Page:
Another theme of the day’s testimony was that, if anyone is “gouging” consumers through the high price of gasoline, it is federal and state governments, not American oil companies. On the average, 15% percent of the cost of gasoline at the pump goes for taxes, while only 4% represents oil company profits. These figures were repeated several times, but, strangely, not a single Democratic Senator proposed relieving consumers’ anxieties about gas prices by reducing taxes.
The last theme that was sounded repeatedly was Congress’s responsibility for the fact that American companies have access to so little petroleum. Shell’s John Hofmeister explained, eloquently:
While all oil-importing nations buy oil at global prices, some, notably India and China, subsidize the cost of oil products to their nation’s consumers, feeding the demand for more oil despite record prices. They do this to speed economic growth and to ensure a competitive advantage relative to other nations.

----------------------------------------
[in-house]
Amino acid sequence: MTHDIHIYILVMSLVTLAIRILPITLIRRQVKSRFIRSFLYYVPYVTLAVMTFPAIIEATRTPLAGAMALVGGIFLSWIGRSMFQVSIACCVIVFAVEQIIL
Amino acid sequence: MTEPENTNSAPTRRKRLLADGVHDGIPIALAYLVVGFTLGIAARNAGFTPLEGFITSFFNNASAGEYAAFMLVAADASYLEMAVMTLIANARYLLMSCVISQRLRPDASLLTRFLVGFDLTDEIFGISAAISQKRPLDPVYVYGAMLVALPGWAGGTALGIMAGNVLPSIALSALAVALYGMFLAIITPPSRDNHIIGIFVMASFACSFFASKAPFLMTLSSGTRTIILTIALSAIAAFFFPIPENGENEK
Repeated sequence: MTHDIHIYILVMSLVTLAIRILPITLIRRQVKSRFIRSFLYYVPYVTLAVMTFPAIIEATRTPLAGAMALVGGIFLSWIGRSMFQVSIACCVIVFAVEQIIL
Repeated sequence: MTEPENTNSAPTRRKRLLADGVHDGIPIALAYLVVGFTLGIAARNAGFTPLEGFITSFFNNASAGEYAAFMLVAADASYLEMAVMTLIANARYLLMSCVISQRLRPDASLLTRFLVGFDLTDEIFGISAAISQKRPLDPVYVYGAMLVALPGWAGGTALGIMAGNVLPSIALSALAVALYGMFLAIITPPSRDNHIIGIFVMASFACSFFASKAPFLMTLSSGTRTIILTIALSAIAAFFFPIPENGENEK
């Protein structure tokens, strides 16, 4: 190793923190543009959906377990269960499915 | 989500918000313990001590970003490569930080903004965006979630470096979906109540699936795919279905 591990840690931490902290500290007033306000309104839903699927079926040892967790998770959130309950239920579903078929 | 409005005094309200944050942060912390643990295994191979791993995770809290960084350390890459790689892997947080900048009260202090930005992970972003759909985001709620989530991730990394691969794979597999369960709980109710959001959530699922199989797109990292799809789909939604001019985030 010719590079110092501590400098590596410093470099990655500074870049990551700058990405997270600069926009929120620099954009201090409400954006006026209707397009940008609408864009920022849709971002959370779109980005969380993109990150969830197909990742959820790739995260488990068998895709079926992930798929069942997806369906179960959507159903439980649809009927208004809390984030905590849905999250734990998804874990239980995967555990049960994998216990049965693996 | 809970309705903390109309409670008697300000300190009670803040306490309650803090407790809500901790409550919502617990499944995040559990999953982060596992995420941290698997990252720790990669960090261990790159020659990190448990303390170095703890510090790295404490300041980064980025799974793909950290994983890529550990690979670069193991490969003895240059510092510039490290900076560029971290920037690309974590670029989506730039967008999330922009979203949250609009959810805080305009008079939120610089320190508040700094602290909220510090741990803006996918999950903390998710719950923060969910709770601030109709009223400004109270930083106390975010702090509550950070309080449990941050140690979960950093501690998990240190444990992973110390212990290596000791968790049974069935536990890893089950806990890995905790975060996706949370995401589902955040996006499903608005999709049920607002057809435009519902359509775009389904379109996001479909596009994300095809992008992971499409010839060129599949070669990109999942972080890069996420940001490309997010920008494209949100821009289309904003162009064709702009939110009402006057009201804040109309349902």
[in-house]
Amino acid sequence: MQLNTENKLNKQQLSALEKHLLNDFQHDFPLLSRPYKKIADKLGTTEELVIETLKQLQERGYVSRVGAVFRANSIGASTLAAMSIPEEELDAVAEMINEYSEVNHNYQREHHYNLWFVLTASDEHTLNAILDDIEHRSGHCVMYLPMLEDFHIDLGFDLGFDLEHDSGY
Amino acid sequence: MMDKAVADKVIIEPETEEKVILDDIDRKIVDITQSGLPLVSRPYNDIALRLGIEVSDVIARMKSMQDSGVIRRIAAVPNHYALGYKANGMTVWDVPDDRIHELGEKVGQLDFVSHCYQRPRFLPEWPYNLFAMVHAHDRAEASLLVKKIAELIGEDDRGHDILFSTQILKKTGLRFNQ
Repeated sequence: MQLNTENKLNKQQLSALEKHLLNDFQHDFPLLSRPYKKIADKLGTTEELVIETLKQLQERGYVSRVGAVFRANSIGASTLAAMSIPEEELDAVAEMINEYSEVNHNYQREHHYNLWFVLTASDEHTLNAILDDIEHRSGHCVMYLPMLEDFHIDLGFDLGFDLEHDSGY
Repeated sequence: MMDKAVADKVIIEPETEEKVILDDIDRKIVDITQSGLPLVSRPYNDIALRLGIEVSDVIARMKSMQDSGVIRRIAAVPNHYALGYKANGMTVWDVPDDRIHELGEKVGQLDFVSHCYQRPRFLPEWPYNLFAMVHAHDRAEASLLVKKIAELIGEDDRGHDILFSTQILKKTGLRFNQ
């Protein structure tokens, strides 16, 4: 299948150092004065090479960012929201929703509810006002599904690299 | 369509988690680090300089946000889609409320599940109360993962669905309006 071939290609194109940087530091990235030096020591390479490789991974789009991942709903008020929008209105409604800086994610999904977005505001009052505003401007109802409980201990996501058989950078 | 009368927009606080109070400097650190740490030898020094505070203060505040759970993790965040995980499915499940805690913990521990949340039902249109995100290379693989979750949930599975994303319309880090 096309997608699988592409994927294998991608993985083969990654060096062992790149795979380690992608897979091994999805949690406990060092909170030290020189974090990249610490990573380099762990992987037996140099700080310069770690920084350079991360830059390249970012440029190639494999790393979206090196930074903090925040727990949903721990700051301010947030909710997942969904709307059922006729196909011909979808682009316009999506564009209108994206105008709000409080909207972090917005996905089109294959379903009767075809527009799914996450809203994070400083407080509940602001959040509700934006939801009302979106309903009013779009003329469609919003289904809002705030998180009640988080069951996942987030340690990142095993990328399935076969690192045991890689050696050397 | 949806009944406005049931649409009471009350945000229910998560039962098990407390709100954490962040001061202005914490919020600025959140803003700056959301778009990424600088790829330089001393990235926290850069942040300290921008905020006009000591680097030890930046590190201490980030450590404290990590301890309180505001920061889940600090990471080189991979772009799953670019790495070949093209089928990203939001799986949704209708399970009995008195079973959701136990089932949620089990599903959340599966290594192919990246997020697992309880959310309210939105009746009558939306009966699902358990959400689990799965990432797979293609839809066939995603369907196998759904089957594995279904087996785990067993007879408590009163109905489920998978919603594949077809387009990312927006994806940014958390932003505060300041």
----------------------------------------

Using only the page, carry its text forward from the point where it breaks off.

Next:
Meanwhile, in the United States, access to our own oil and gas resources has been limited for the last 30 years, prohibiting companies such as Shell from exploring and developing resources for the benefit of the American people.
Senator Sessions, I agree, it is not a free market.